It is believed by some child experts that children in New Jersey and elsewhere experience increased stress when they live with both parents in a shared custody arrangement after a divorce. However, research recently published in the Journal of Epidemiology & Community Health suggests that this may not be the case. Instead, children may actually benefit from spending time living with both of their parents. The research involved 150,000 12-year-old and 15-year-old children in Sweden.
Of the children who were a part of the study, 69 percent of them lived at home as part of a nuclear family. Another 19 percent shared their time with both divorced parents while 13 percent lived with only one parent. The children who lived in a household with two parents showed the fewest instances of disrupted sleep, stomach aches and general apprehension. However, those who spent time with both divorced parents showed fewer problems than those who lived with only one parent after the divorce.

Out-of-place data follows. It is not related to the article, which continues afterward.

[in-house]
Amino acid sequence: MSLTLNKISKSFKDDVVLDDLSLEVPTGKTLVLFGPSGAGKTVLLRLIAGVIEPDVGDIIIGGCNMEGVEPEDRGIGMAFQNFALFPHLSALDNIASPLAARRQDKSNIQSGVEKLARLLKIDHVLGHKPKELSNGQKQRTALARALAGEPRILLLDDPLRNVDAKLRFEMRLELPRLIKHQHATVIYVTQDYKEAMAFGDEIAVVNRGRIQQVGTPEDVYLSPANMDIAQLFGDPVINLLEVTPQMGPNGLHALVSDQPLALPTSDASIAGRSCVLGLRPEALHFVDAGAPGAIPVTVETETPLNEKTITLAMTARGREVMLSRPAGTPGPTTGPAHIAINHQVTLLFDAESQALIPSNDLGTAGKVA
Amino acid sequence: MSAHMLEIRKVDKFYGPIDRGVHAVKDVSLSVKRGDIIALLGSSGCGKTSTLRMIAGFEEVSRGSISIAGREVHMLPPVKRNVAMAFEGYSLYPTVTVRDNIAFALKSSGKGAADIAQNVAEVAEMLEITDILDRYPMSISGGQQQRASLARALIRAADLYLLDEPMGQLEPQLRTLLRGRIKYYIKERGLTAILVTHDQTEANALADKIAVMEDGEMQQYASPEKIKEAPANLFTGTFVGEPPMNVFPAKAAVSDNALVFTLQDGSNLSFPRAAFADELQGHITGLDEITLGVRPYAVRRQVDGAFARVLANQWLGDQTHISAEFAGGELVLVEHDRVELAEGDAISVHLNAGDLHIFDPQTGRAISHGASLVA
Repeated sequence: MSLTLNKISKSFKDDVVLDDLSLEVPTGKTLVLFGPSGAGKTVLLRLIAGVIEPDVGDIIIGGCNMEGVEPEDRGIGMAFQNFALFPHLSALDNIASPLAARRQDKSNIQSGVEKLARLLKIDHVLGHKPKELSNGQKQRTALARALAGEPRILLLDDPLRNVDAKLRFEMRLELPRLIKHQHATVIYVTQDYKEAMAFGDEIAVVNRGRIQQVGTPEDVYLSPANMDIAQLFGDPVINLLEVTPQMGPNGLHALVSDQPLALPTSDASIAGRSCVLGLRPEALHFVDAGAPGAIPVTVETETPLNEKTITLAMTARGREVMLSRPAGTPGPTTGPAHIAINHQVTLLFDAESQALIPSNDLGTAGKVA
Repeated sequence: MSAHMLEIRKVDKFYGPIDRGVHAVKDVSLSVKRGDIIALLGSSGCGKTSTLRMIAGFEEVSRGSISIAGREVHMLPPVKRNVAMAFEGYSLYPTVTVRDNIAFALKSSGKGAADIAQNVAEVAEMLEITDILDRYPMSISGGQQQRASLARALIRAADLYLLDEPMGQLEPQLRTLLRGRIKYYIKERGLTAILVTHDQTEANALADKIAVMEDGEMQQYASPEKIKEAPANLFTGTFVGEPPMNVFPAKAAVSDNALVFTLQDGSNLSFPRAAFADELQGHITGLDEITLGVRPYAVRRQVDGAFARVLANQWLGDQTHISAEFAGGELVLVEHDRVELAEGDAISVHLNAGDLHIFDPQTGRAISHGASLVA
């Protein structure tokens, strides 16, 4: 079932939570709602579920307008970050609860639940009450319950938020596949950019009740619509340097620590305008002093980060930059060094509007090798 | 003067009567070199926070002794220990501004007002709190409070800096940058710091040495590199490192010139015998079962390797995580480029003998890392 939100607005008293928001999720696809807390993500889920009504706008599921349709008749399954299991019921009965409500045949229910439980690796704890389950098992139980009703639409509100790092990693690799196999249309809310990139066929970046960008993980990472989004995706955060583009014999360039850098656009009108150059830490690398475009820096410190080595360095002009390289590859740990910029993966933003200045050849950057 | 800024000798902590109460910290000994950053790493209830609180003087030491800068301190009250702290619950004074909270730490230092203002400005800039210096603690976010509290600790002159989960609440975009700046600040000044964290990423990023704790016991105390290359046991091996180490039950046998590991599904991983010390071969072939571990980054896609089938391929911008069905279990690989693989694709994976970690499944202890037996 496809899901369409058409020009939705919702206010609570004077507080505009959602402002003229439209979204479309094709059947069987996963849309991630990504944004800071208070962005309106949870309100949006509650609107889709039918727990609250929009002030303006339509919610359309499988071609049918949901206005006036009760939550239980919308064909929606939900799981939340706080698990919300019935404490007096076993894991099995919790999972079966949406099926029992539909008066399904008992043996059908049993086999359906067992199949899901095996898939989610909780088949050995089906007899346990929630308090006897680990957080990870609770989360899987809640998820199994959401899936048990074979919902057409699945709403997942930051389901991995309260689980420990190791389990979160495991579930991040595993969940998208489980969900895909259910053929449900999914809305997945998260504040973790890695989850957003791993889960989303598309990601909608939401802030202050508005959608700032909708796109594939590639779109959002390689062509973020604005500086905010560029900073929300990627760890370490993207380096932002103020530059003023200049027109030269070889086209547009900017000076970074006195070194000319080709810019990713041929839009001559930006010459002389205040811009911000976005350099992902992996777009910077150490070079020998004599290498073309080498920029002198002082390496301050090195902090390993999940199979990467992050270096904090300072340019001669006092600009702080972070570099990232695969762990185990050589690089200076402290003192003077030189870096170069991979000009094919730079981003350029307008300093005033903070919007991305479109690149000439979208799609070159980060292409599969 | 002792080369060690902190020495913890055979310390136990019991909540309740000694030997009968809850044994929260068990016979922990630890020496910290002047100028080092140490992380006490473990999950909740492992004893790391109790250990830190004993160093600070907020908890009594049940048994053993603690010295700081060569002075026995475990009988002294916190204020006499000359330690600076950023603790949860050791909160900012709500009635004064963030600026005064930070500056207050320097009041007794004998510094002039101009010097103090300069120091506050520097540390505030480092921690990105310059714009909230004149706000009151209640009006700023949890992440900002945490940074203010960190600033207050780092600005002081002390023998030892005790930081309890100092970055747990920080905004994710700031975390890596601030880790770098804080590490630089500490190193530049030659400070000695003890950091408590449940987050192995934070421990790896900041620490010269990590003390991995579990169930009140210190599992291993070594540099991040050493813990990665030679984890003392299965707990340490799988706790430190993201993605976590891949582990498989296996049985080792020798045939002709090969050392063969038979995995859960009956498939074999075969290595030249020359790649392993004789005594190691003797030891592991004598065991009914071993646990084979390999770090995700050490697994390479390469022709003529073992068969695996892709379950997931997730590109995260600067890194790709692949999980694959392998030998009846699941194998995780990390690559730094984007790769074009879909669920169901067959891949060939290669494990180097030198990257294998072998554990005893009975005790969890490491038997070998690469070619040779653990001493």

A leading explanation of the findings had to do with parental engagement. Parents who see their children every other weekend or on a similar schedule may have a hard time being a meaningful part of the child’s life. Conversely, the child is exposed to additional emotional and financial resources when both parents play an active role in the child’s life. Currently, it is believed that less than 20 percent of children whose parents have divorced are in a joint custody arrangement.
A divorced parent who wants increased custody or visitation may wish to talk to an attorney. An attorney may be able to help a parent show the court that increased custody is in the child’s best interest. In many cases, the court assumes that co-parenting helps the child and reduces the burden on public assistance programs. Therefore, a request may be granted even if the other parent may object to it.